Between long-time renters and starry-eyed new arrivals, when it comes to Bushwick real estate, everyone is getting screwed.
Some of landlord Aron Stark’s tenants’ leases, presented by Legal Aid lawyer Sarah Robinson in court, show his rental properties in 2012 populated by unrelated roommates paying an average of $1,800 for two-and-three bedroom apartments, in what some renters describe as squalid conditions.
The four properties have 36 open buildings department violations, including for a cracked ceiling, missing railings, faulty boilers, and exposed wiring, and the row house at 1339 Hancock St. has racked up $24,300 in fines, city records show. Some of the fines are directed at the former owner.
In a court ruling outlining Stark’s apparently fraudulent collection of public-housing money meant for poor people, one name that appears is David Perezcassar, who lived in a three-bedroom owned by Stark across Hancock Street with Brooklyn Courier reporter Max Jaeger and another friend.
Perezcassar said the apartment lacked electricity for days after they moved in, and had no gas for the first month. The overhead lights were bare bulbs — Stark told them to buy light fixtures themselves — and some of the apartment was downright bizarre, he said.
“There was a room that was half blue and half white — the painting just stopped,” David Perezcassar said. “It was really weird.”
In the two years Perezcassar lived there, Stark seldom fixed anything, forcing the three 20-something transplants to do the work themselves, Perezcassar claimed. Nevertheless, he said, the rent went up $800.
A contractor who said he has worked for Stark reiterated the tenant’s characterization of Stark as unreliable.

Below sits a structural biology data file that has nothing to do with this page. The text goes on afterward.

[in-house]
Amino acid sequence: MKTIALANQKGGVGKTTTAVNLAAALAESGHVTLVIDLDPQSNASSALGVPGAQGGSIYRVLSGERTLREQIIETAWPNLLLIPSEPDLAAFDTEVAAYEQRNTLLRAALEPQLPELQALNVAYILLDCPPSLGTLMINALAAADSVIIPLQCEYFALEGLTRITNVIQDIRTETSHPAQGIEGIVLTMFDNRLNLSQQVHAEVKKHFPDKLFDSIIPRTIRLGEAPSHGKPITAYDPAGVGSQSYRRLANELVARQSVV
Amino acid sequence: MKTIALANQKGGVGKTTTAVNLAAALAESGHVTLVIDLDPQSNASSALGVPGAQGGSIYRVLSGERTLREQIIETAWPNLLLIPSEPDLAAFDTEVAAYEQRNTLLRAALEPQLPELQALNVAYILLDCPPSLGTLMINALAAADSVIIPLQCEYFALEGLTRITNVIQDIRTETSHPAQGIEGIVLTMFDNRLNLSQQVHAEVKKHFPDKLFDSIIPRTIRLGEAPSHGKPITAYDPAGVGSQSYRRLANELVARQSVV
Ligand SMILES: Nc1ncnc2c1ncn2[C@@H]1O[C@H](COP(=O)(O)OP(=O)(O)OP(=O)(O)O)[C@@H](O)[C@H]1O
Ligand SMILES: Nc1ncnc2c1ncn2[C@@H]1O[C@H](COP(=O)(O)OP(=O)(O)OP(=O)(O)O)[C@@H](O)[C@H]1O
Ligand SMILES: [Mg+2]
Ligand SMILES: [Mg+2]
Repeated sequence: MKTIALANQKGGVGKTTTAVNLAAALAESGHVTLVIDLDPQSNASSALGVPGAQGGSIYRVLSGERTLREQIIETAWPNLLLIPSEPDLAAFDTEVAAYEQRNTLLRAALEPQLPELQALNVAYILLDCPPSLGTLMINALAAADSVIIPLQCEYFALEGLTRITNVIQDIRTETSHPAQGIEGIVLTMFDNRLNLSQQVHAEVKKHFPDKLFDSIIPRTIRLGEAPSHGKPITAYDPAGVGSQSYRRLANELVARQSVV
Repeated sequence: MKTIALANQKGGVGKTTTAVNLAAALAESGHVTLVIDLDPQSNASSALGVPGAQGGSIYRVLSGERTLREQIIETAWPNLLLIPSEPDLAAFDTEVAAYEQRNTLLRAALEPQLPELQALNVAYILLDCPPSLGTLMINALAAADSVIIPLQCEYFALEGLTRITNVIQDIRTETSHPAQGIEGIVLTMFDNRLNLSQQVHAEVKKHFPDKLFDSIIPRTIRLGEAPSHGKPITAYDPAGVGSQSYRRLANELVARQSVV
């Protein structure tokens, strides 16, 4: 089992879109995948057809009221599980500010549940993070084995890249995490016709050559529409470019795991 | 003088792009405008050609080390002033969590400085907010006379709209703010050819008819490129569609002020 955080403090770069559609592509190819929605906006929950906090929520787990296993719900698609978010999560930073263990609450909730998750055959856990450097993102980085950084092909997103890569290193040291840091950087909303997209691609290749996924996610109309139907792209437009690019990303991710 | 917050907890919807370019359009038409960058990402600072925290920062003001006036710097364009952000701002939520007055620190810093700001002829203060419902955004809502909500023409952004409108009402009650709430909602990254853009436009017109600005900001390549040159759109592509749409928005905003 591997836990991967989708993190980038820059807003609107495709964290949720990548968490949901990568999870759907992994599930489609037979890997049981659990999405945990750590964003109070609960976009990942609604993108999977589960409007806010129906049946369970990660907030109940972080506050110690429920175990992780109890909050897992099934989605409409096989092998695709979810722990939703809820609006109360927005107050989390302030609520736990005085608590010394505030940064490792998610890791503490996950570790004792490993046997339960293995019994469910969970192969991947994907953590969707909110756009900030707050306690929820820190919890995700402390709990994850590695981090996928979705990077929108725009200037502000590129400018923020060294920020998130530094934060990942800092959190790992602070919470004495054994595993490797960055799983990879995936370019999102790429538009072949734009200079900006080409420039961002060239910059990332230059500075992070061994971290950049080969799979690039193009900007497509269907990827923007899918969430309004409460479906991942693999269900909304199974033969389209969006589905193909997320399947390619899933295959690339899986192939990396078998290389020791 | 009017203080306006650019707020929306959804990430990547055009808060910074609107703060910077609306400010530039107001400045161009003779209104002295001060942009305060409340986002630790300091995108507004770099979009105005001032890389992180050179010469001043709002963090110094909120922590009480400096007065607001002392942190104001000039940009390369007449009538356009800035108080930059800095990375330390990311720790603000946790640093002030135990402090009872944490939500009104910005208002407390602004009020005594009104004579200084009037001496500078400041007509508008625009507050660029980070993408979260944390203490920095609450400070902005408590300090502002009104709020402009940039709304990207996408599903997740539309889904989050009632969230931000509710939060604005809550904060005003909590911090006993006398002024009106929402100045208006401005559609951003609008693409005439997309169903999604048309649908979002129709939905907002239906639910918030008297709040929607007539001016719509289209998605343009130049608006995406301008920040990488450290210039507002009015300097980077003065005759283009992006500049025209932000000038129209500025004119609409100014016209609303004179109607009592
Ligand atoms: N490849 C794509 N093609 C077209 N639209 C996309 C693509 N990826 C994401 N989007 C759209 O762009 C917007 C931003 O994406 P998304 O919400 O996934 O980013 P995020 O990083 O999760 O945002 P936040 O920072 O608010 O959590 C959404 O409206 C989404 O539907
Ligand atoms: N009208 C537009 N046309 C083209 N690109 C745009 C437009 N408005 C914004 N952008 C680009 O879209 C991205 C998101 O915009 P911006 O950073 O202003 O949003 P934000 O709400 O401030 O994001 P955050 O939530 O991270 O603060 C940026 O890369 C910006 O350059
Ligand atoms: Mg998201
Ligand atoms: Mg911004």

“He’s grimy,” said the worker, who asked not to be identified because he works in the Hasidic Jewish community that Stark is a part of. “Not trustworthy at all.”
Stark’s years of collecting Section 8 housing vouchers came to light as part of his attempt to evict one of his rent-stabilized tenants, an attempt a judge ultimately ruled was made in bad faith.
The decision comes as landlords nearby are allegedly taking even more drastic measures to remove low-paying renters and take advantage of the area’s overheated real estate market. In Greenpoint, tenants of Joel and Aaron Israel say the pair had their boiler and electrical system axed to force the city to evict them. Tenants of the Israels in Bushwick say they hired a contractor to rip a massive hole in an apartment floor to pressure them out. The Israels deny the accusations.
Other landlords are accused of bribing building inspectors to fraudulently evict tenants in Bushwick and Williamsburg.
The ruling also closely follows the formation of a task force including members of the offices of Mayor DeBlasio, Gov. Cuomo, and Attorney General Eric Schneiderman to combat tenant harassment, a task up till now dealt with by the buildings department and Department of Housing Preservation and Development, which respond to housing conditions on a case-by-case basis, sometimes with fines.
In Bushwick, two-bedrooms now rent for an average of $2,291, up from $2,121in the summer of 2013, according to industry data. Comparable units are averaging $4,109 in Williamsburg, and $3,215 in Greenpoint, the data show.
Robinson, the tenant lawyer, said the rent-regulation rules — which allow landlords to increase the rent by 20 percent when tenants vacate rent-stabilized apartments, to add an additional percentage based on the cost of renovations, and to deregulate apartments when they surpass a set rent ceiling — encourage fraud and tenant harassment.
“That incentivizes the landlord to register the apartment at a higher rate than what they’re actually renting it out for, and to harass the tenant into leaving so that they can do a whitewash job of repairs and move someone who’s recently been displaced from Manhattan or Williamsburg in there,” she said.
Longtime residents with low rents aren’t the only ones victimized in the current rental market, Perezcassar said, feeling reflective after reliving his time as a tenant of Stark’s.
“It’s just a cycle of bringing in young Brooklyn kids and spitting them out,” he said. “A lot of landlords are taking advantage of kids coming to New York to pursue their dreams.”